Hybridization is a potent evolutionary process that can affect the origin, maintenance, and loss of biodiversity. Because of its ecological and evolutionary consequences, an understanding of hybridization is important for basic and applied sciences, including conservation biology and agriculture. Herein, we review and discuss ideas that are relevant to the recognition of hybrids and hybridization. We supplement this discussion with simulations. The ideas we present have a long history, particularly in botany, and clarifying them should have practical consequences for managing hybridization and gene flow in plants. One of our primary goals is to illustrate what we can and cannot infer about hybrids and hybridization from molecular data; in other words, we ask when genetic analyses commonly used to study hybridization might mislead us about the history or nature of gene flow and selection. We focus on patterns of variation when hybridization is recent and populations are polymorphic, which are particularly informative for applied issues, such as contemporary hybridization following recent ecological change. We show that hybridization is not a singular process, but instead a collection of related processes with variable outcomes and consequences. Thus, it will often be inappropriate to generalize about the threats or benefits of hybridization from individual studies, and at minimum, it will be important to avoid categorical thinking about what hybridization and hybrids are. We recommend potential sampling and analytical approaches that should help us confront these complexities of hybridization.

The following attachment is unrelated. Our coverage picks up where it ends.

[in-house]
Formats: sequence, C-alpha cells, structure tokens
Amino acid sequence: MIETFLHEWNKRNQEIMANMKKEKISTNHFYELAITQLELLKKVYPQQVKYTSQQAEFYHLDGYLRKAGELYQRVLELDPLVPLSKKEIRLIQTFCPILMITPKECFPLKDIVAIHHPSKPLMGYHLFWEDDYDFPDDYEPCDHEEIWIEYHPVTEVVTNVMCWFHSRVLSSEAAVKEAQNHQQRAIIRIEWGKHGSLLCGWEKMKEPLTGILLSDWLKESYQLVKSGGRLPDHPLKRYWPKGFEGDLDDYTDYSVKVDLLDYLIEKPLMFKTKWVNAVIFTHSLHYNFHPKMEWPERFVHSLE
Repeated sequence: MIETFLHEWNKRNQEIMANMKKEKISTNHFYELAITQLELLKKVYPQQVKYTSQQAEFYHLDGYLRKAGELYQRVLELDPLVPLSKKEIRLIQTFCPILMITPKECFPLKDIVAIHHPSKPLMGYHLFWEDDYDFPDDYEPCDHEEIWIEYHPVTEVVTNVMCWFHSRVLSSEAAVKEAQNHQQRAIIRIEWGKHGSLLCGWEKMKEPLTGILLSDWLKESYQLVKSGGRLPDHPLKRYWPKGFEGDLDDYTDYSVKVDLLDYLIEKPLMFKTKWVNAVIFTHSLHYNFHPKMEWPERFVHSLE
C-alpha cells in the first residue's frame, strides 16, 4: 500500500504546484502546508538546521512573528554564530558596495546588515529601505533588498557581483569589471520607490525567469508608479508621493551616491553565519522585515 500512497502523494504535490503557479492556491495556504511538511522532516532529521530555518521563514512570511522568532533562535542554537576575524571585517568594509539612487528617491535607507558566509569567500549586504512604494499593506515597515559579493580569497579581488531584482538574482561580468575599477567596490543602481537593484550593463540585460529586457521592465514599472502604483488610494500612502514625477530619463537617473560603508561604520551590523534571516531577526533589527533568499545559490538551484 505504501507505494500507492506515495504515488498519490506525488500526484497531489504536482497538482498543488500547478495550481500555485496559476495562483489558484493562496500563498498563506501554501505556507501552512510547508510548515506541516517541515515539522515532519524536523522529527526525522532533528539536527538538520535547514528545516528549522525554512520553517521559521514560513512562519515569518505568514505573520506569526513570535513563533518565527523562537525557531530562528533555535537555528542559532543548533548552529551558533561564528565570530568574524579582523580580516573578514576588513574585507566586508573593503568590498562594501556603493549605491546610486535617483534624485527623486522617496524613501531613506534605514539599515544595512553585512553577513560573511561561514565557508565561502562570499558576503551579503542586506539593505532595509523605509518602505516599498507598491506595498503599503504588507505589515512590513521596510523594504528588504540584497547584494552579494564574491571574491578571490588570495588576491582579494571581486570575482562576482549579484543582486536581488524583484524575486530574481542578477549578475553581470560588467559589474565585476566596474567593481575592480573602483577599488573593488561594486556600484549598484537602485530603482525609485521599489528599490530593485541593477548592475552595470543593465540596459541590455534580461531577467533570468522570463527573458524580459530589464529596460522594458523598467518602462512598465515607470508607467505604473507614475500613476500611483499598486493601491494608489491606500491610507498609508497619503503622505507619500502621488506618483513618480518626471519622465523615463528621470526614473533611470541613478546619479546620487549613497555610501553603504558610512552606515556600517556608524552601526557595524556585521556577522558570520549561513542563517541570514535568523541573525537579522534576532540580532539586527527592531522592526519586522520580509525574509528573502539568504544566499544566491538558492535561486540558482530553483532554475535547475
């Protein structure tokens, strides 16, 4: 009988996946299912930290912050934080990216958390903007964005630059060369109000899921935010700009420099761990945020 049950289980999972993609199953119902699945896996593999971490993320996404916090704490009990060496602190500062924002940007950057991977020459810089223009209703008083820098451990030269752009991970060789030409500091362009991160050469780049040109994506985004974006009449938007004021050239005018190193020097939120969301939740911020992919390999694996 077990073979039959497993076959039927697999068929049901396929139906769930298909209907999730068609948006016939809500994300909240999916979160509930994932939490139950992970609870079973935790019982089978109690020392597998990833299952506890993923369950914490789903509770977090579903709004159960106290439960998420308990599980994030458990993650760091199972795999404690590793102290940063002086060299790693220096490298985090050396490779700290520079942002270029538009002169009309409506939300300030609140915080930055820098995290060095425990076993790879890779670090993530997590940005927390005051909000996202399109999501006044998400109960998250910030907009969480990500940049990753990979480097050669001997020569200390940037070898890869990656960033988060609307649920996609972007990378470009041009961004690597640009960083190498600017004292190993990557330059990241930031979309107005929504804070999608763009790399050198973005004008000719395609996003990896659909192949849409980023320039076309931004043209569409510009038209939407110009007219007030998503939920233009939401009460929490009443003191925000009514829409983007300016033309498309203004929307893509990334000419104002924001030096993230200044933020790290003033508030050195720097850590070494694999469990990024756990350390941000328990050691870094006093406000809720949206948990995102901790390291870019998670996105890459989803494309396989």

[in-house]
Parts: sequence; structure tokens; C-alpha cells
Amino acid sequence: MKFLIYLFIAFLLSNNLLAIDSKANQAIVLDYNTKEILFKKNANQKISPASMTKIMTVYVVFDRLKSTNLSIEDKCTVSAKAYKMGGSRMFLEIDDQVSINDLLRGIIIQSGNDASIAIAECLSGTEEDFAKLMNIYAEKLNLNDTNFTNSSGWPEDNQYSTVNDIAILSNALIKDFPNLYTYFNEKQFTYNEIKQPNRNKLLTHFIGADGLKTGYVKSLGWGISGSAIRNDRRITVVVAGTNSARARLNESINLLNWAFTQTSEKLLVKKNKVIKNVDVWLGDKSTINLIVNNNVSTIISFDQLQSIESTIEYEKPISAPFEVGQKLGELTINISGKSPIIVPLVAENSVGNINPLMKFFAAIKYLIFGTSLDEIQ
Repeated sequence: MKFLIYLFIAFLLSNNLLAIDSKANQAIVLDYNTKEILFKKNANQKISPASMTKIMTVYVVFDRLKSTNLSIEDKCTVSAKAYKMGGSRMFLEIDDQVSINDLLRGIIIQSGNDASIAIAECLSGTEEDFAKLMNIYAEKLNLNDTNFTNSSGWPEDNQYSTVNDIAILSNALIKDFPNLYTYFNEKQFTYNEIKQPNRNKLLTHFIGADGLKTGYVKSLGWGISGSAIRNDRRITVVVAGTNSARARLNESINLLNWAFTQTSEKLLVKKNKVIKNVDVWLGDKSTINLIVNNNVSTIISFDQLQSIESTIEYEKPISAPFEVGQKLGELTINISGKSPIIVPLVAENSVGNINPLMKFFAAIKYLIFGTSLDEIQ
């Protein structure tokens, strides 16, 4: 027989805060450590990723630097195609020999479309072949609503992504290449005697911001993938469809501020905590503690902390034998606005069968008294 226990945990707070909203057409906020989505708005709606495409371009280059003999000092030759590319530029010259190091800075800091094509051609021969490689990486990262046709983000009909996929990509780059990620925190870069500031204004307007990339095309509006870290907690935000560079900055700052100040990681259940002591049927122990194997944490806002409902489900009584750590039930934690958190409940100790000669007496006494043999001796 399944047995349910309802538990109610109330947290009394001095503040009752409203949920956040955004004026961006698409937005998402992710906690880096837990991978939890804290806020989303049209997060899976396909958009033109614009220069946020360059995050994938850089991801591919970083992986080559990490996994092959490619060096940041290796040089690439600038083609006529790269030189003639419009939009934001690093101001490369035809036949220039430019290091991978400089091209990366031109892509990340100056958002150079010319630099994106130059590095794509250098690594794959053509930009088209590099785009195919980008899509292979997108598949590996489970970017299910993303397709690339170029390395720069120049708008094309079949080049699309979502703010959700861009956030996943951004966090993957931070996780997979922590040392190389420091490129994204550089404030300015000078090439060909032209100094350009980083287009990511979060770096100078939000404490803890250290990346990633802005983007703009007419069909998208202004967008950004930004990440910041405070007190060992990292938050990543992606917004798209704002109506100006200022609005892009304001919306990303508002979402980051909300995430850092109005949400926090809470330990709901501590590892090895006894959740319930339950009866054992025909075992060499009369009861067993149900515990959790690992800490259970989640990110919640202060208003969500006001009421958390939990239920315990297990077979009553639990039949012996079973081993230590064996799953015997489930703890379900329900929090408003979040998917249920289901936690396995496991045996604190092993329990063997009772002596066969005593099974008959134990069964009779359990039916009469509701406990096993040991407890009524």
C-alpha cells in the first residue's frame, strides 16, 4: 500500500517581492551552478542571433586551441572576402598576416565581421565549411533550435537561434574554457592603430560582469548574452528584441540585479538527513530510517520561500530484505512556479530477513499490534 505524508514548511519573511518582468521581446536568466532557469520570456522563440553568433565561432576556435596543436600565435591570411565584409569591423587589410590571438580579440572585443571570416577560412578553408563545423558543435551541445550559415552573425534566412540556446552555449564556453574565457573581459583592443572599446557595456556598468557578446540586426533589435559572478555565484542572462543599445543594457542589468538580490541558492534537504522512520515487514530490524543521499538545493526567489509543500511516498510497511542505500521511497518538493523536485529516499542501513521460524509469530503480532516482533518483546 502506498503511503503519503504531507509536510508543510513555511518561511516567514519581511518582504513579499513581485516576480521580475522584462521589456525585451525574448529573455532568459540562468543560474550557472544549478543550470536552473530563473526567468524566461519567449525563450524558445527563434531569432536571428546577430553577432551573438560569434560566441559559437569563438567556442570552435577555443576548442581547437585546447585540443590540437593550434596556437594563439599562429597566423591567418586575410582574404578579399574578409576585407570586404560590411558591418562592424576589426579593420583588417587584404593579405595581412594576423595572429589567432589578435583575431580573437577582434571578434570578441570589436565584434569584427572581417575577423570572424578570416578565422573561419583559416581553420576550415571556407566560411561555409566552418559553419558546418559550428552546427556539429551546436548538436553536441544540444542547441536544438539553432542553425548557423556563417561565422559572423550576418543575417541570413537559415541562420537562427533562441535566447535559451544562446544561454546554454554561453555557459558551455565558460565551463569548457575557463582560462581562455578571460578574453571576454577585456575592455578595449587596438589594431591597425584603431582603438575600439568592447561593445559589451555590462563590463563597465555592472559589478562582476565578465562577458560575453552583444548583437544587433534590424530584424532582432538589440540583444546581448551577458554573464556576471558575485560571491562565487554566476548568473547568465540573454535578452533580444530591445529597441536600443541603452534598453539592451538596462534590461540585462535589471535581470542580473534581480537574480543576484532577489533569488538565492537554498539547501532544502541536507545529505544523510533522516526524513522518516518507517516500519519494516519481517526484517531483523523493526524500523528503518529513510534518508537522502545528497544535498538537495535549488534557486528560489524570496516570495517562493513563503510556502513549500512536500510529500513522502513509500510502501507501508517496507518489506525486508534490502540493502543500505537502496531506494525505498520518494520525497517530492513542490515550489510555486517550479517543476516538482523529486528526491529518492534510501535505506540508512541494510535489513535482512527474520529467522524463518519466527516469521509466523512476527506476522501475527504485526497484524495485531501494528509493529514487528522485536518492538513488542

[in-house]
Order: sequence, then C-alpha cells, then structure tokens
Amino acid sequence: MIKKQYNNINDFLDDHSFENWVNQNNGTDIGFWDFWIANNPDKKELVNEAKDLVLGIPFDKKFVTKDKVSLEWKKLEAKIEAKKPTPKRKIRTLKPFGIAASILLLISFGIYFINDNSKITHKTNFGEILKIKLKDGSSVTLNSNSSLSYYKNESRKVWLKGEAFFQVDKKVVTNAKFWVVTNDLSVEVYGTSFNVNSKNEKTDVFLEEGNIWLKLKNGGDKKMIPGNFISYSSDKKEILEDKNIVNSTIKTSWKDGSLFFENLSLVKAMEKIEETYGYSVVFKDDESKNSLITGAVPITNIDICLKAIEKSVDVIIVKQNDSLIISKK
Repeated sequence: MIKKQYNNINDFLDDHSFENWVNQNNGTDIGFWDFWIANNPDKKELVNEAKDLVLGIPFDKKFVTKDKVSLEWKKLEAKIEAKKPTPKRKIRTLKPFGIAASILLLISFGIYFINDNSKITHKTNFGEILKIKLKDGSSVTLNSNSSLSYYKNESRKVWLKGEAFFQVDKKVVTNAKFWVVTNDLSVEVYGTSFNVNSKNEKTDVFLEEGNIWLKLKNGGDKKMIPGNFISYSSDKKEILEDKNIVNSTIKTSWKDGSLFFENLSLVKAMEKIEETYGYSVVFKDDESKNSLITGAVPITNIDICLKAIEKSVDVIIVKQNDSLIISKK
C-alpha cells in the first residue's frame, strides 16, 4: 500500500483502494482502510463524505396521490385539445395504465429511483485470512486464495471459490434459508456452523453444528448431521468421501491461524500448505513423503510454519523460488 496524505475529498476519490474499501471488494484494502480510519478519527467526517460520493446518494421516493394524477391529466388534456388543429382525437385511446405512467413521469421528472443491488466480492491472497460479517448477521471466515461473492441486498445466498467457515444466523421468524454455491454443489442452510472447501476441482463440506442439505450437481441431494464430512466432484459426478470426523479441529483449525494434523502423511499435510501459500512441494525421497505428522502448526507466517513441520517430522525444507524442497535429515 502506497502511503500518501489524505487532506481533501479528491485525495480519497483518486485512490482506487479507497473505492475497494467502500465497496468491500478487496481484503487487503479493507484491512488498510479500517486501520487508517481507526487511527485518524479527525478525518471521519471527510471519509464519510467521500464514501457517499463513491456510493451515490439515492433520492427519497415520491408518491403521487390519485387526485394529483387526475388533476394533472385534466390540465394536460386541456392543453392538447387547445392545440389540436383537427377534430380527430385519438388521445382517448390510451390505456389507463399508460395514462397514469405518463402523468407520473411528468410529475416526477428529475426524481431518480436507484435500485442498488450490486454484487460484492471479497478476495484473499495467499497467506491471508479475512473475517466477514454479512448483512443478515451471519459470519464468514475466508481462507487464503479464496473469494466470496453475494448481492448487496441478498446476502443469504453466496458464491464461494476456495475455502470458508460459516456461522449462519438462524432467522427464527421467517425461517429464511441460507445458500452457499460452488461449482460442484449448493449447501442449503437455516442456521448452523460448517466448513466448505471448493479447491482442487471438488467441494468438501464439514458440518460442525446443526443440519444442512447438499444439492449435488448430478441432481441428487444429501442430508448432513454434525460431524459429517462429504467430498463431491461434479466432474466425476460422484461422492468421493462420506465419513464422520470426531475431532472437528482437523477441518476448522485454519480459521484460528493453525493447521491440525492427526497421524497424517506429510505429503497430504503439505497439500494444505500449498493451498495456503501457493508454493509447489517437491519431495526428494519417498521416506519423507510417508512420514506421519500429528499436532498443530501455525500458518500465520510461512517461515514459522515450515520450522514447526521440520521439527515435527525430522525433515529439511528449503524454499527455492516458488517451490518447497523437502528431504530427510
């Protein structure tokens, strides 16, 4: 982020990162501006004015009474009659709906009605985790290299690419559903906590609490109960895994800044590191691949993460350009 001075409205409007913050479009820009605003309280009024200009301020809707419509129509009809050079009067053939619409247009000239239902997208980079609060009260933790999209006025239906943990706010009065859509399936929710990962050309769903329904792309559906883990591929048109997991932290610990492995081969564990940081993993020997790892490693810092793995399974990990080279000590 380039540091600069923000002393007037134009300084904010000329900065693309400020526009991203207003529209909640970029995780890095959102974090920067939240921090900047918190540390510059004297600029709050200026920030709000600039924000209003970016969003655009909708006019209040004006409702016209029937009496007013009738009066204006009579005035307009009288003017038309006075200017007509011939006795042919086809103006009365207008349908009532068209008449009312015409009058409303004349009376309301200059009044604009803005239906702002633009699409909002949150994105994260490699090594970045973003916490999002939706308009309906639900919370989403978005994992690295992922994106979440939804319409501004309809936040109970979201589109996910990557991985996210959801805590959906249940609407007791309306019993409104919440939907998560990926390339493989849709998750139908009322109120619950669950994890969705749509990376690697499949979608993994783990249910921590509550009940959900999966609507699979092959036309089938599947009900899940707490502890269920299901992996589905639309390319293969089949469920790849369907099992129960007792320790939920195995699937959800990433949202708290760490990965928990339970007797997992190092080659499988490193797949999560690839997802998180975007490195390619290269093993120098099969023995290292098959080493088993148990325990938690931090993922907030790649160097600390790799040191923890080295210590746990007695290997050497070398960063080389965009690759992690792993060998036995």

Gompert, Zachariah and Buerkle, C. Alex, "What, if anything, are hybrids: enduring truths and challenges associated with population structure and gene flow" (2016). Biology Faculty Publications. Paper 1038.